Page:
Employment Law News
Employee working remotely from Australia protected against unfair dismissal in English courts
The Employment Appeals Tribunal has held that an employee of a British company working remotely from Australia for personal reasons could bring a claim in the UK for victimisation for whistleblowing and unfair dismissal.
Ms Lodge was employed as Head of Finance for a not-for-profit company based in London. A few months later, Ms Lodge moved to Australia as her mother was unwell. She continued to work remotely via a Virtual Private Network until June 2013, when she resigned and brought a claim for unfair dismissal and victimisation for whistleblowing in the employment tribunal.
The EAT ruled that the tribunal could hear Ms Lodge’s claims. Whilst she did not fall within the category of “expatriate employee”, as she had left the UK of her own volition, the tribunal took into account the fact that all of the work undertaken by Ms Lodge was for the benefit of the Company based in London. Whilst she was not a “physical employee” in the London office, she was a “virtual employee”, and Ms Lodge had also previously brought a grievance which was dealt with in London under the terms of the employer’s staff handbook, therefore her situation was not significantly different to that of an employee posted to work abroad. The tribunal was also swayed by the fact that Ms Lodge’s employer did not dispute the contention that she had no right to bring a claim in Australia.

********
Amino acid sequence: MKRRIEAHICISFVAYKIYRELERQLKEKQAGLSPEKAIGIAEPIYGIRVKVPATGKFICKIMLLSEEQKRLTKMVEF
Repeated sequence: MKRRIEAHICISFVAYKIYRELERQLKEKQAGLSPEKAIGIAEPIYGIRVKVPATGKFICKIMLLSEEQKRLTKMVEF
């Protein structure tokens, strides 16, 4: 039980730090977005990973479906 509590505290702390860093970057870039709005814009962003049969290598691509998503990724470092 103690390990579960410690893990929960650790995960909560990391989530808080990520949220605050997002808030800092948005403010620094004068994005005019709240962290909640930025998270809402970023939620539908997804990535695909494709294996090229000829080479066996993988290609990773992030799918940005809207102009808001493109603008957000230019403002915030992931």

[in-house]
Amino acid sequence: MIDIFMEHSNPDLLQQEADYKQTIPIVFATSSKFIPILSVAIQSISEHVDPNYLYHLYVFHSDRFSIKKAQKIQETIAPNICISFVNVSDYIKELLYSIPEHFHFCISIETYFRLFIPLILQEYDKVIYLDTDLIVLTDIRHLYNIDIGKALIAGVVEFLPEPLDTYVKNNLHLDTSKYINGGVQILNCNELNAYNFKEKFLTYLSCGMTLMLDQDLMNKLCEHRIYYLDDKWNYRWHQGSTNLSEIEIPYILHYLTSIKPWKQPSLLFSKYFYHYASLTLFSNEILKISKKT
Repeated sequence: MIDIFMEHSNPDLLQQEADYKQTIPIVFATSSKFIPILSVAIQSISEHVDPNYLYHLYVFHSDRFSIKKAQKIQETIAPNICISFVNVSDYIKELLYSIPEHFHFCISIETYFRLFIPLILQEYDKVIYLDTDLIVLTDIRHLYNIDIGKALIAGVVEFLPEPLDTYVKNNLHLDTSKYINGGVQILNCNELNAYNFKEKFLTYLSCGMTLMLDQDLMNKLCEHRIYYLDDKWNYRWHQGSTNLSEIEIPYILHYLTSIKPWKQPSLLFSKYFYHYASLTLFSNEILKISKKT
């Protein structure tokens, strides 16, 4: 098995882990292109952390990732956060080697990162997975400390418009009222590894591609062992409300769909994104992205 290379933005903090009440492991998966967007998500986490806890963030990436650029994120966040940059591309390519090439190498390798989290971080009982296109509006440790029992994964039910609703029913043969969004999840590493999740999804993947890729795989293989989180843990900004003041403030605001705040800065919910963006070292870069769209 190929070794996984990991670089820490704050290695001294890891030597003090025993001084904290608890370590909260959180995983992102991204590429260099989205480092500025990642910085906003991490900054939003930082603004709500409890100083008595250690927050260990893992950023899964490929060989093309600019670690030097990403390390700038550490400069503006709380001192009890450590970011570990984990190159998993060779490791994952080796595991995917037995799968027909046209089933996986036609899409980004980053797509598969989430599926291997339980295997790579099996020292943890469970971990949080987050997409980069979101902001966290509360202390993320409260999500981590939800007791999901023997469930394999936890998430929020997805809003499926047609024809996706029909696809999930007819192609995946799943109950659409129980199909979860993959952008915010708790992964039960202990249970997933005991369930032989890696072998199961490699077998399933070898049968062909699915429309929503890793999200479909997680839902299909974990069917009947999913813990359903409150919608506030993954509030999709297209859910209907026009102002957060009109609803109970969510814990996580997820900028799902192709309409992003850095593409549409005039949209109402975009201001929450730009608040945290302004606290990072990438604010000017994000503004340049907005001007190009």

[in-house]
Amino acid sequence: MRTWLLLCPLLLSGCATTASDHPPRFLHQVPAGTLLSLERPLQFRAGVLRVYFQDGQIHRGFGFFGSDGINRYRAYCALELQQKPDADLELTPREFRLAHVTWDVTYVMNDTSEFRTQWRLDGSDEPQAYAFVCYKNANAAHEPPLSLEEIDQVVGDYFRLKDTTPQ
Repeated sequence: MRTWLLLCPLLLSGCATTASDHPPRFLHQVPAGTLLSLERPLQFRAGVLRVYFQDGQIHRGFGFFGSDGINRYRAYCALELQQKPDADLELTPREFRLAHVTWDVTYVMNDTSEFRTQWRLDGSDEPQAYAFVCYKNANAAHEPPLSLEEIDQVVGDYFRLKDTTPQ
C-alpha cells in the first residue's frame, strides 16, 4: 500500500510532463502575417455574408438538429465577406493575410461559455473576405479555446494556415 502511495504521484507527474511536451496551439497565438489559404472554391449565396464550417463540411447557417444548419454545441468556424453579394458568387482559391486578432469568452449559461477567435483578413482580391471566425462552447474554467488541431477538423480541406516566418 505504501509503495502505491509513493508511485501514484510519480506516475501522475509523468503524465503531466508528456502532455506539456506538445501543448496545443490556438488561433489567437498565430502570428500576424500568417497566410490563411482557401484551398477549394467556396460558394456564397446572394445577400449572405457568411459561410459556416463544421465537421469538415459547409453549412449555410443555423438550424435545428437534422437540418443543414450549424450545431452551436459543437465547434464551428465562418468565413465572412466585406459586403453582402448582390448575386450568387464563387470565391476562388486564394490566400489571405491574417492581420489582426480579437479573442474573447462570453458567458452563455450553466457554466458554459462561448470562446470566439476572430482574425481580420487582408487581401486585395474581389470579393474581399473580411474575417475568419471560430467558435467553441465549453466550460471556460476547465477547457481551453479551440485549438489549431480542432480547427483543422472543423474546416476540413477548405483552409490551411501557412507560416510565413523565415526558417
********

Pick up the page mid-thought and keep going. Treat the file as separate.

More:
As technological advances enable employees to work remotely with ease, including overseas, the case is a warning to employers that certain claims can be brought before English courts, even where the employee is working remotely.
Lodge v Dignity & Choice in Dying and another UKEAT/0252/14